Thursday, February 11, 2010

The Ineffectiveness of Health Care Cost-Effectiveness

Today's Wall Street Journal has a good article on health care and the implementation (or lack of) with regard to cost-effectiveness research. The article looks at research that shows that for many heart patients, stents provide no additional benefits to treating with generic drugs as I wrote about a few days ago.

Yet, the use of stent's has not diminished. Why - well it seems that physicians are paid more for inserting a stent than writing prescriptions for generic drugs, and thus even if the evidence says that for certain types of patients a stent will not provide additional benefits, since the physician will benefit - in they go to the patients, and up goes health care costs.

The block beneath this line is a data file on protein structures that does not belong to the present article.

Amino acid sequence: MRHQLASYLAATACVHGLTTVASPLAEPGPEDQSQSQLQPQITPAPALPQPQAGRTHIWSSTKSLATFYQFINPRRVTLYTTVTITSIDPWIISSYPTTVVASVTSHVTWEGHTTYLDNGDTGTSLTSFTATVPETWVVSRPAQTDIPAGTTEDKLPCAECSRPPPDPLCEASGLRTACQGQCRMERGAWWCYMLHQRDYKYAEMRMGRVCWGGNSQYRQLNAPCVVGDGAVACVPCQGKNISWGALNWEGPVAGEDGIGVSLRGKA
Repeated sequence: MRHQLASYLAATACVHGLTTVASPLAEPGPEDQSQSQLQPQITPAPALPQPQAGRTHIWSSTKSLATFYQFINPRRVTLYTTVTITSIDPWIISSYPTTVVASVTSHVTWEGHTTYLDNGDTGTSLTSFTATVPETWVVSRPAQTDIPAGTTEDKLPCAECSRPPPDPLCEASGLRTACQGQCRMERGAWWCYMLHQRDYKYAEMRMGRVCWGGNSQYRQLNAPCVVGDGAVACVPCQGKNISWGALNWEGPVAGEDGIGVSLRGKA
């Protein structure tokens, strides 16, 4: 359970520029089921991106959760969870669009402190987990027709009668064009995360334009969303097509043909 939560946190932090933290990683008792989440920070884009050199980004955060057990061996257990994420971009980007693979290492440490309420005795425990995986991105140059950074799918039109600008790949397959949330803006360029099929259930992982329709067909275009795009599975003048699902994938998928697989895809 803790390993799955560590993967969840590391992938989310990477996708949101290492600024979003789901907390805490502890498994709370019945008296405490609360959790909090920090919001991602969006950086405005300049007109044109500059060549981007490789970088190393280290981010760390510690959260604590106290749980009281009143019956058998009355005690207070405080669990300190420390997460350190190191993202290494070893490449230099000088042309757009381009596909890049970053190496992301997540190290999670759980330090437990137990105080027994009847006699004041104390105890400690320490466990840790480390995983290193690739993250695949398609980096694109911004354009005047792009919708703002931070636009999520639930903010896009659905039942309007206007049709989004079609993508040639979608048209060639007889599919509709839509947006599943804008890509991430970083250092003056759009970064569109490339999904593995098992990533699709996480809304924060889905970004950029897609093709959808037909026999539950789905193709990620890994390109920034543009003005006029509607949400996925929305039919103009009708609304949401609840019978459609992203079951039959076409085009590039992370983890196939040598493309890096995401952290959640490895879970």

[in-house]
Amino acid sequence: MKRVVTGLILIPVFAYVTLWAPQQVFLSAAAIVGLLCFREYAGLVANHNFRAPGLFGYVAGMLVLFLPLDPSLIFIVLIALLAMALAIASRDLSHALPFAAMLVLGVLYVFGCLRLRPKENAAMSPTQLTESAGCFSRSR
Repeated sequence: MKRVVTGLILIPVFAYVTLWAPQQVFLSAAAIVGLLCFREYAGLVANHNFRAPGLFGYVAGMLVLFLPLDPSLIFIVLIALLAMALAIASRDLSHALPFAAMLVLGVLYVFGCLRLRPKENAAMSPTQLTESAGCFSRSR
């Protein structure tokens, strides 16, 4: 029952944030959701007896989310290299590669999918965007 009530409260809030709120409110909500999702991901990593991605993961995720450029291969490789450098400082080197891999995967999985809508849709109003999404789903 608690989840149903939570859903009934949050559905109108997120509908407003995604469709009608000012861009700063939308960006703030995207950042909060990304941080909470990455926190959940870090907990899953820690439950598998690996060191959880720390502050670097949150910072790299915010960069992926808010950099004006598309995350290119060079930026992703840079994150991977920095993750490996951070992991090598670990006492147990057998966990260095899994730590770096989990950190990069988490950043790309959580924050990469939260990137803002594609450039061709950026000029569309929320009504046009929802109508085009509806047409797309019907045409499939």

The article indicates that oversight (regulation) may be needed to solve this problem; but regulation also may raise other costs of providing health care - some government agency must do the overseeing, and that costs money. The other solution is for Medicare not re-imburse physicians for stent proceedures that are not statistically necessary, which should lower costs.

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